Dogs Will Obey Robots but not Speakers
American scientists have found that dogs can obey commands from humanoid robots, but do not obey if the command comes from an ordinary speaker. In their work, the researchers used a Japanese robot Nao: the dogs looked at him for a long time when he called their name, and also sat down if the robot ordered them to sit. The work was presented at the HRI (Human-Robot Interaction) 2020 conference, which took place online in March.
Researchers from Yale University, led by Brian Scasselatti, studied how pets can interact with “smart” technology. 34 pet dogs of different ages took part in their study: an important criterion for the participants was that they all had to obey the “sit” command.
The dogs were divided into two groups: the first listened to commands from a humanoid robot Nao and the second – from an ordinary speaker. During the experiment, their owners and an experimenter were also present near the animals.
In the first experiment, the researchers evaluated the dogs’ reactions to either the robot or the speaker calling their name: the researchers used pre-recorded recordings of the woman saying the dog’s name. The main indicator of the dogs’ reactions was the direction of their gaze – it was judged from the video.
Before the dogs heard their name, they preferred to look at their owners or the experimenter and other objects, without paying much attention to either the speaker or the robot. Those dogs who were called by the robot’s name paid attention to the robot, but no one paid attention to the speaker anyway.
In the second experiment, both the robot and the speaker gave the dog the command “sit”-right after calling it by name. Those dogs told to sit by the robot also looked at him more and obeyed him more often than dogs commanded by the speaker.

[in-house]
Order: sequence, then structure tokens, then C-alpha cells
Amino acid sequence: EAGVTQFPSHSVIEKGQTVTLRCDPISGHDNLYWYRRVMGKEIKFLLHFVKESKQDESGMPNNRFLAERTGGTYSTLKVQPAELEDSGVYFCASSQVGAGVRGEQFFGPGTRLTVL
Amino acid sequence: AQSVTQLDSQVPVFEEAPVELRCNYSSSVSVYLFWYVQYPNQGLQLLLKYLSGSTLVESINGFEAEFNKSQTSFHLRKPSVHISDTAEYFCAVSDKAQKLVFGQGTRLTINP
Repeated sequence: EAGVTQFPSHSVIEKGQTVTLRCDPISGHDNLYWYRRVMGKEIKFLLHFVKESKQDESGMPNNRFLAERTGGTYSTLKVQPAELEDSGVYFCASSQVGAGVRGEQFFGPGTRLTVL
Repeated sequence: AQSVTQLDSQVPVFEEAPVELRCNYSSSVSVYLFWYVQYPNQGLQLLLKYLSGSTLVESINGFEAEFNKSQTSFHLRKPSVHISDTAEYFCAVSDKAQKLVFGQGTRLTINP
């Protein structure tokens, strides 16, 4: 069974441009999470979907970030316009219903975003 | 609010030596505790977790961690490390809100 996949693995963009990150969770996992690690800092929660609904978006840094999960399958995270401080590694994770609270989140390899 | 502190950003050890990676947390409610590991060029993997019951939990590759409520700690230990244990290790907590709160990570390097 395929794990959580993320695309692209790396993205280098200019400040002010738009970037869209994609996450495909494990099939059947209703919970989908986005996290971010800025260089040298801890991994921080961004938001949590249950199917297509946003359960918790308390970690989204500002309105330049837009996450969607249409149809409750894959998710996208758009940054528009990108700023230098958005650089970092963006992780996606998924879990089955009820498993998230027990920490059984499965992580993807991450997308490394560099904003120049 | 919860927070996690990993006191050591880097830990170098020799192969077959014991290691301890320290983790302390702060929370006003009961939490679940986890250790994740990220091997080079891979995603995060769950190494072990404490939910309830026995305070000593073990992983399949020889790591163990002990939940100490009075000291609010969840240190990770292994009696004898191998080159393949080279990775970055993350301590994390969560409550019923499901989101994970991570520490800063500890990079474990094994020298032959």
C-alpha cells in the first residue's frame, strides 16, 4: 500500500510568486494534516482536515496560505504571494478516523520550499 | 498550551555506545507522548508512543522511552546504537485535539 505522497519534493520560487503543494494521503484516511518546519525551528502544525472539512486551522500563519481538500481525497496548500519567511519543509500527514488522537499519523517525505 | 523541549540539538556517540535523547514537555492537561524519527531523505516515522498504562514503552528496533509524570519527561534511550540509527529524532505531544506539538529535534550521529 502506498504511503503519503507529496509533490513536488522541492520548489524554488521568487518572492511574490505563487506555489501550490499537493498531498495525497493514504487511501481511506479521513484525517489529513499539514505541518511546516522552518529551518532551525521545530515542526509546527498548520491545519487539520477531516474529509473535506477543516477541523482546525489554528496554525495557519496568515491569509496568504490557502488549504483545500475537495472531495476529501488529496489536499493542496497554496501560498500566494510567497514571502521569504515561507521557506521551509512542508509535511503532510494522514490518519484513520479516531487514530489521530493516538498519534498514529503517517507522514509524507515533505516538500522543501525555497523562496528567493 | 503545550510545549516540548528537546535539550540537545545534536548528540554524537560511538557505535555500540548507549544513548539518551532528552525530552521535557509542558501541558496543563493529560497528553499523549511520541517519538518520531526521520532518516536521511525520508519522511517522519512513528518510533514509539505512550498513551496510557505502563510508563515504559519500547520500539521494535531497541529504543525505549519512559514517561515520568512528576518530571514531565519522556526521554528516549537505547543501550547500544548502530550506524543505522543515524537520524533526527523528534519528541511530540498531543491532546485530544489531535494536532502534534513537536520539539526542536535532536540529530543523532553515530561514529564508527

A robot gives the command to the dog
It is important to consider that the robot that gave the command to the dog held a treat in his hand, which the dog received if it sat down on his command, while the speaker only praised the dog, but no treatment was given to the dog.
The authors, however, noted that the dogs obeyed the robot even before they realized that they would get a treat for completing the command. They also recalled a study in which scientists failed to teach dogs to obey commands from speakers, even using treats. Also, the speaker, unlike the robot, can not give a treat: for this would have to use the experimenter or the owner of the dog, and this would violate the purity of the experiment.
Robots, as the authors of the work noted, actually give the impression of active social subjects – and not only for people but also for dogs. For successful communication between a robot and a pet, robots must also recognize dogs and understand how to interact with them.
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